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Discussion Starter #1
I found out this article in the LA times where an LA reporter has talked about how motorcycle frash fatalities are rising and along with motorcyclists dying, a lot of the crashes involve the death of car drivers.

An example is cited where a 21 yr old on a Suzuki GSXR 1000 rammed into a car - the result was the death of both the rider and car driver.

I read the article and I noticed 2 very unusual statements -

1. "That reflects an emerging motorcycle culture that embraces every possible danger factor: extreme speed, reckless behavior, alcohol impairment and many older riders past their prime, says Champagne"
In this statement I an agree with the fact that squids and those moronic programs shown on Speed TV account for some of the reckless behavior. However not all motorcyclists are like this, and certainly "many" older riders are definitely not past their prime.

The author further goes to blame the actions of one of their newspapers's own motorcycle reporter Susan Carpenter without taking her name. This statement "As I rocketed toward Angeles Crest Highway on California State Route 2 … I clicked into second, and cracked 100." was written by Susan Carpenter in her review of the MV Agusta F4 1000R.

In my opinion Susan Carpenter is a renowned and accomplished motorcyclist. I do not want to be flamed, but I think if she is going 100 in a 45 mph zone, she knows what she is doing.

My statement contradicts the reasoning of safety, but havent we also done such similar things, while being fully aware of our surrounding environment and cagers. There is a huge difference between riding in a isolated mountain road at high speeds and driving like a lunatic through crowded streets.

Just my 2 cents, but negative articles by reporters who only portray the gory and grisly details of a half baked idiot without stopping to think about the rest of the cautious and sane motorcyclists does nothing but add more fuel to fire.

I guess this debate about motorcycle safety will go on for a long time. :bandit:

I posted the link to the article below

http://www.latimes.com/classified/automotive/highway1/la-hy-wheels29nov29,0,2975949.story?coll=la-class-autos-highway1
 

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Look at it from the other side. If you're driving the only person driving down Angeles Crest and a motorcycles zooms by at 100 mph, would you put your faith in that person's skill and judgement - even if it is an renowned and accomplished motorcyclist? And if we've all done it, it doesn't make it right.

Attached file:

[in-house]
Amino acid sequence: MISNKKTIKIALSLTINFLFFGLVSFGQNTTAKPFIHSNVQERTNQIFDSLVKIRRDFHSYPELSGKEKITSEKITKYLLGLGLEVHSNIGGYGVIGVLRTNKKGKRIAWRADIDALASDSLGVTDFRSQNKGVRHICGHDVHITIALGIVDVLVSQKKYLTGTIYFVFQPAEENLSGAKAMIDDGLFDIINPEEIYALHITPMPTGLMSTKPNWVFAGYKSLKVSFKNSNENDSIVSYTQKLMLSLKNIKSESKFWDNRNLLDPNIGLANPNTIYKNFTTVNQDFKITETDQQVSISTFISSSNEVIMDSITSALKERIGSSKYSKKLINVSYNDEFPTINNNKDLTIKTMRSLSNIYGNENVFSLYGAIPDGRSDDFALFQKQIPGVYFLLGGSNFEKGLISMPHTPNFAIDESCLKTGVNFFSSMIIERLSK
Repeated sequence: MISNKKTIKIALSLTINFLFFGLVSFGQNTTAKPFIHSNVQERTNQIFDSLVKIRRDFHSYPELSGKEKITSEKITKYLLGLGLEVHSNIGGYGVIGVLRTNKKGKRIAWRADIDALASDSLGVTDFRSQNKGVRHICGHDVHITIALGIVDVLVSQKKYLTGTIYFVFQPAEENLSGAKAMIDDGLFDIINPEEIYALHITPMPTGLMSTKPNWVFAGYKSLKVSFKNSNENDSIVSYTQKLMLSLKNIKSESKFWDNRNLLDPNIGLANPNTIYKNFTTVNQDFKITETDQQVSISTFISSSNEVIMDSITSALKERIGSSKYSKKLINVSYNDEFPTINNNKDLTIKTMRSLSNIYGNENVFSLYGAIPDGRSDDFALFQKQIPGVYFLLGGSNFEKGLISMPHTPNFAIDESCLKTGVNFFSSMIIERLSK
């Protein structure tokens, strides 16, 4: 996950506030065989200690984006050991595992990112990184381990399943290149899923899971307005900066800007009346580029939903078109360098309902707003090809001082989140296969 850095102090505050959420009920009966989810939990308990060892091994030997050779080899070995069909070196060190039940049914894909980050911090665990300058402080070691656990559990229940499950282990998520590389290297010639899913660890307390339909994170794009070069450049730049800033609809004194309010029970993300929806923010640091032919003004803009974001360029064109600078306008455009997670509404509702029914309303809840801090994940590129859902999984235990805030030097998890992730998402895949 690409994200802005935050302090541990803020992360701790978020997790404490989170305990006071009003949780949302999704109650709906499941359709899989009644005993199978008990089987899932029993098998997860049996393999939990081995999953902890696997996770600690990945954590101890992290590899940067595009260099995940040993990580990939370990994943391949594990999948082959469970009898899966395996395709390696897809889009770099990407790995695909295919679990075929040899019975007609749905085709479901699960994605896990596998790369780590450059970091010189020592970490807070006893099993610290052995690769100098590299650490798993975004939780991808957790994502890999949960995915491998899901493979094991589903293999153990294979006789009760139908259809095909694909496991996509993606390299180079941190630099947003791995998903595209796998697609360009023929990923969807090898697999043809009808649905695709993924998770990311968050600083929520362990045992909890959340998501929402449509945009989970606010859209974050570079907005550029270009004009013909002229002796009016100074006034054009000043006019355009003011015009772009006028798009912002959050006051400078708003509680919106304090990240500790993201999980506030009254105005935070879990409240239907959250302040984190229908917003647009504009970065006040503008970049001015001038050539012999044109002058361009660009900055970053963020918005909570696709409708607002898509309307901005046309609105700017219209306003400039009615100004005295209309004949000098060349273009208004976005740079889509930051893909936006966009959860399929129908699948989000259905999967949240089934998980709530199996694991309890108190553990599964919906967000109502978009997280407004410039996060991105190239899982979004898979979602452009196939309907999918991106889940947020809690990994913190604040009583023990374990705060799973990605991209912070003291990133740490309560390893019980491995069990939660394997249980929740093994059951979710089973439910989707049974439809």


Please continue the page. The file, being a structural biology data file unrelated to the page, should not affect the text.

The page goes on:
Fair or not, that's the impression it leaves on the general public.
 

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Motorcycles are not safe, they never have been. It's the cultural phenomenon that has taken place in the last 20 years thats bring all this attention, good and bad, to the sport. Years ago, if you even knew someone with a motorcycle you were labeled as a risk taker, now everyone and their brother wants and or owns one. Alot of what is written about the dangers of motorcycling and the stupidity of modern riders is true, but it really isnt anything new.
 

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Yeah, back in the days we were considered rebels - deviants! Now, we're just a bunch of guys "past our prime" and in a midlife crisis. ;)
 

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Allan Gibbs said:
Yeah, back in the days we were considered rebels - deviants! Now, we're just a bunch of guys "past our prime" and in a midlife crisis. ;)

Speak for yourself pal, I'm 28! :stickpoke I just come from a long line of biker trash, and enjoy the stories of the "old days". :smoking:
 

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Discussion Starter #7
Hey,
This isny fair, I am still clutching onto 27. Cant wait for a mid life crisis - a Corvette and a 18yr old bimbo.
 

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What a bunch of crap. This guy is playing with the statistics to make his case.

True, motorcycle fatalities are up, but so is the number of registered bikes. Looking at the data, between 2003 and 2004, there was an 8% jump in the total number of fatalities, but there was a 7.65% increase in the number of registered bikes. The NORMALIZED fatality rate hardly moved.

Also, his seems to be forming his argument around the idea that sportbikes are to blame for this jump. Wrong again. First off, most sportbikes have engine displacements below 1000cc (there are exception: CBRXX, Hayabusa, ZX14, so on), but the biggest jump in the fatality rate is in the OVER 1000cc engine displacement!